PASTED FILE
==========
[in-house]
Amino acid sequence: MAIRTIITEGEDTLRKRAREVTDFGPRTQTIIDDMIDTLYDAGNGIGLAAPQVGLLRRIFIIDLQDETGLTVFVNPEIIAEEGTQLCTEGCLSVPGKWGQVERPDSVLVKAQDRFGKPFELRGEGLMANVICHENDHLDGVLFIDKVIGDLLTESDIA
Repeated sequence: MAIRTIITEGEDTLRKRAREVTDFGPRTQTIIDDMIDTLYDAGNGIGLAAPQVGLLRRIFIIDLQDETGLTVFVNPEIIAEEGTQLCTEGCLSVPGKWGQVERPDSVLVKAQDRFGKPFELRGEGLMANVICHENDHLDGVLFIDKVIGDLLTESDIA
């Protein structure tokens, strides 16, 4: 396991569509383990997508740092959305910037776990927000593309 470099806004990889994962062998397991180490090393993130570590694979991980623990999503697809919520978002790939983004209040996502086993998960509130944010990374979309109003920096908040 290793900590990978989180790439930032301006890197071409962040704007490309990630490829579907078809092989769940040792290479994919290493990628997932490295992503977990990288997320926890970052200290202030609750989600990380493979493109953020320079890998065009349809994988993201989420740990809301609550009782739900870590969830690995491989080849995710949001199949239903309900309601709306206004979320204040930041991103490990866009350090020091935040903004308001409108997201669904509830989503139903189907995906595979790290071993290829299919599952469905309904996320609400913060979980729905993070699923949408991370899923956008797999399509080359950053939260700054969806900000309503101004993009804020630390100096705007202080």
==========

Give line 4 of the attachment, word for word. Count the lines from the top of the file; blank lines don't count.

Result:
């Protein structure tokens, strides 16, 4: 396991569509383990997508740092959305910037776990927000593309 470099806004990889994962062998397991180490090393993130570590694979991980623990999503697809919520978002790939983004209040996502086993998960509130944010990374979309109003920096908040 290793900590990978989180790439930032301006890197071409962040704007490309990630490829579907078809092989769940040792290479994919290493990628997932490295992503977990990288997320926890970052200290202030609750989600990380493979493109953020320079890998065009349809994988993201989420740990809301609550009782739900870590969830690995491989080849995710949001199949239903309900309601709306206004979320204040930041991103490990866009350090020091935040903004308001409108997201669904509830989503139903189907995906595979790290071993290829299919599952469905309904996320609400913060979980729905993070699923949408991370899923956008797999399509080359950053939260700054969806900000309503101004993009804020630390100096705007202080």